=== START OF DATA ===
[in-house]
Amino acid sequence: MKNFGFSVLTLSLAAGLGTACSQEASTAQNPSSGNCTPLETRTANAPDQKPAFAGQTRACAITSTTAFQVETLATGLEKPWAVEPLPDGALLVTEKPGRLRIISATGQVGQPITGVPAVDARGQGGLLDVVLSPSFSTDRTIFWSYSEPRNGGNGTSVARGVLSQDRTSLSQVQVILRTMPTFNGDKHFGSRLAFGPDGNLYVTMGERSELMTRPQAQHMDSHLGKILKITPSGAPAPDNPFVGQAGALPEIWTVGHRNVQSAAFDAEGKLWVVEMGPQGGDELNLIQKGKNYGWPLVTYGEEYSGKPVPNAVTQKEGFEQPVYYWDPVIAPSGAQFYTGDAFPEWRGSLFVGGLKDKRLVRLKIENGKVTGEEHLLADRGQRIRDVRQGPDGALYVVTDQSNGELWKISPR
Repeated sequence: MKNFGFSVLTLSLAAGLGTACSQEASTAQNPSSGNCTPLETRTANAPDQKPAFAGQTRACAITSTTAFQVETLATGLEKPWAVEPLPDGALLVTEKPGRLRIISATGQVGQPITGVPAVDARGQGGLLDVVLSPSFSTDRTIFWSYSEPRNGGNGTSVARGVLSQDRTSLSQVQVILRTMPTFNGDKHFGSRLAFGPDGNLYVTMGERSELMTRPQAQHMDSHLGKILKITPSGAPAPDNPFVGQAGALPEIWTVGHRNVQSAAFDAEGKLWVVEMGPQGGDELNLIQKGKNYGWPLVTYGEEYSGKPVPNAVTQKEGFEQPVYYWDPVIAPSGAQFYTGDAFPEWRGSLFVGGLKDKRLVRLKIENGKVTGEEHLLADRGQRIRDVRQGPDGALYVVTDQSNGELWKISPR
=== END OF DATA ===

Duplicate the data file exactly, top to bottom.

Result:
[in-house]
Amino acid sequence: MKNFGFSVLTLSLAAGLGTACSQEASTAQNPSSGNCTPLETRTANAPDQKPAFAGQTRACAITSTTAFQVETLATGLEKPWAVEPLPDGALLVTEKPGRLRIISATGQVGQPITGVPAVDARGQGGLLDVVLSPSFSTDRTIFWSYSEPRNGGNGTSVARGVLSQDRTSLSQVQVILRTMPTFNGDKHFGSRLAFGPDGNLYVTMGERSELMTRPQAQHMDSHLGKILKITPSGAPAPDNPFVGQAGALPEIWTVGHRNVQSAAFDAEGKLWVVEMGPQGGDELNLIQKGKNYGWPLVTYGEEYSGKPVPNAVTQKEGFEQPVYYWDPVIAPSGAQFYTGDAFPEWRGSLFVGGLKDKRLVRLKIENGKVTGEEHLLADRGQRIRDVRQGPDGALYVVTDQSNGELWKISPR
Repeated sequence: MKNFGFSVLTLSLAAGLGTACSQEASTAQNPSSGNCTPLETRTANAPDQKPAFAGQTRACAITSTTAFQVETLATGLEKPWAVEPLPDGALLVTEKPGRLRIISATGQVGQPITGVPAVDARGQGGLLDVVLSPSFSTDRTIFWSYSEPRNGGNGTSVARGVLSQDRTSLSQVQVILRTMPTFNGDKHFGSRLAFGPDGNLYVTMGERSELMTRPQAQHMDSHLGKILKITPSGAPAPDNPFVGQAGALPEIWTVGHRNVQSAAFDAEGKLWVVEMGPQGGDELNLIQKGKNYGWPLVTYGEEYSGKPVPNAVTQKEGFEQPVYYWDPVIAPSGAQFYTGDAFPEWRGSLFVGGLKDKRLVRLKIENGKVTGEEHLLADRGQRIRDVRQGPDGALYVVTDQSNGELWKISPR